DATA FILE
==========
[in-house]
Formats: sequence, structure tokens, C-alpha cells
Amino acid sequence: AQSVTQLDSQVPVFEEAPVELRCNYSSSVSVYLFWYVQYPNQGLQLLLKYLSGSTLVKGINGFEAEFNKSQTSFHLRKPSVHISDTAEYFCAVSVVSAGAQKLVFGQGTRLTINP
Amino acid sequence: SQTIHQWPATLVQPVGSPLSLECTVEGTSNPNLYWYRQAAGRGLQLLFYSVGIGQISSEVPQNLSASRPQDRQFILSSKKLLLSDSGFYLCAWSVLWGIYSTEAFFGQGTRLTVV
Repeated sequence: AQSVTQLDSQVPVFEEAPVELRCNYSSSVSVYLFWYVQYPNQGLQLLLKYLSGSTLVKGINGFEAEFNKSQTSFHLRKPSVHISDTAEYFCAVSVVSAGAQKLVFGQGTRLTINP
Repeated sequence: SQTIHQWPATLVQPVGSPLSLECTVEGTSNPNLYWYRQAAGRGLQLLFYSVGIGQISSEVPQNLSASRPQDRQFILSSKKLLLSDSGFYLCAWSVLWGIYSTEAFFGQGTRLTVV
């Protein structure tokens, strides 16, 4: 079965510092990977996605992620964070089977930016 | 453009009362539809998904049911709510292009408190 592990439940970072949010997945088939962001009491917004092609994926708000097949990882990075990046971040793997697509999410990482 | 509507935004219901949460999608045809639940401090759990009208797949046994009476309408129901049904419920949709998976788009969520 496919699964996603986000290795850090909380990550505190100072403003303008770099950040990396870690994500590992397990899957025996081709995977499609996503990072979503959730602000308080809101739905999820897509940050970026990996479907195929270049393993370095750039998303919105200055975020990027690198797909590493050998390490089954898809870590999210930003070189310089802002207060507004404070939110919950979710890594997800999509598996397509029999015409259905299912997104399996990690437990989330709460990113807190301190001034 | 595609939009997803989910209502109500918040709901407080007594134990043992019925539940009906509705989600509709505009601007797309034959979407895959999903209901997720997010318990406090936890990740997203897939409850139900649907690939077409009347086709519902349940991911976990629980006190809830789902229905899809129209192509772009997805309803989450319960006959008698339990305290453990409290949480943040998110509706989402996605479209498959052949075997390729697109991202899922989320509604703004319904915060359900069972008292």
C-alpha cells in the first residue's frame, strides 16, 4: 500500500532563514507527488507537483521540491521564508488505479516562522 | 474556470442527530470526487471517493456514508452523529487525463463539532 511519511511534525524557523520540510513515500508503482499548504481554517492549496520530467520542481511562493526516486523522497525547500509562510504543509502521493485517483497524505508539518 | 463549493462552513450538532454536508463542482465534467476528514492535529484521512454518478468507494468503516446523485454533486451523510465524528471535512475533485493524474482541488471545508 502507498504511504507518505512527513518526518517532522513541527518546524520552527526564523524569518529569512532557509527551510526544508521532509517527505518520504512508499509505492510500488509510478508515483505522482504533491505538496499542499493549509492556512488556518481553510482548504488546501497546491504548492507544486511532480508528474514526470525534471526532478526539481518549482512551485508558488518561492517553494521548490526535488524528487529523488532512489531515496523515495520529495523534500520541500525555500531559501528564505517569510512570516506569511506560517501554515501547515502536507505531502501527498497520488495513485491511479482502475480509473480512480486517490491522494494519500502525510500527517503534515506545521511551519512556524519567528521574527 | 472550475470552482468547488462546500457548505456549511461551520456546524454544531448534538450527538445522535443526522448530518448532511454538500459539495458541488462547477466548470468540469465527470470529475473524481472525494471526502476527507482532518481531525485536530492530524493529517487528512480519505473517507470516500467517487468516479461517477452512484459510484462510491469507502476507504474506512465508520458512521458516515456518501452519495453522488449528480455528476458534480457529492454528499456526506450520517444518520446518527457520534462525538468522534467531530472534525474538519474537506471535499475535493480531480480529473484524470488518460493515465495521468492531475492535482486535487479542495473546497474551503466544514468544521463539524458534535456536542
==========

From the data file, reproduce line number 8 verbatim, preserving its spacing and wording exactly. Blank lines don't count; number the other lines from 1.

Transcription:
C-alpha cells in the first residue's frame, strides 16, 4: 500500500532563514507527488507537483521540491521564508488505479516562522 | 474556470442527530470526487471517493456514508452523529487525463463539532 511519511511534525524557523520540510513515500508503482499548504481554517492549496520530467520542481511562493526516486523522497525547500509562510504543509502521493485517483497524505508539518 | 463549493462552513450538532454536508463542482465534467476528514492535529484521512454518478468507494468503516446523485454533486451523510465524528471535512475533485493524474482541488471545508 502507498504511504507518505512527513518526518517532522513541527518546524520552527526564523524569518529569512532557509527551510526544508521532509517527505518520504512508499509505492510500488509510478508515483505522482504533491505538496499542499493549509492556512488556518481553510482548504488546501497546491504548492507544486511532480508528474514526470525534471526532478526539481518549482512551485508558488518561492517553494521548490526535488524528487529523488532512489531515496523515495520529495523534500520541500525555500531559501528564505517569510512570516506569511506560517501554515501547515502536507505531502501527498497520488495513485491511479482502475480509473480512480486517490491522494494519500502525510500527517503534515506545521511551519512556524519567528521574527 | 472550475470552482468547488462546500457548505456549511461551520456546524454544531448534538450527538445522535443526522448530518448532511454538500459539495458541488462547477466548470468540469465527470470529475473524481472525494471526502476527507482532518481531525485536530492530524493529517487528512480519505473517507470516500467517487468516479461517477452512484459510484462510491469507502476507504474506512465508520458512521458516515456518501452519495453522488449528480455528476458534480457529492454528499456526506450520517444518520446518527457520534462525538468522534467531530472534525474538519474537506471535499475535493480531480480529473484524470488518460493515465495521468492531475492535482486535487479542495473546497474551503466544514468544521463539524458534535456536542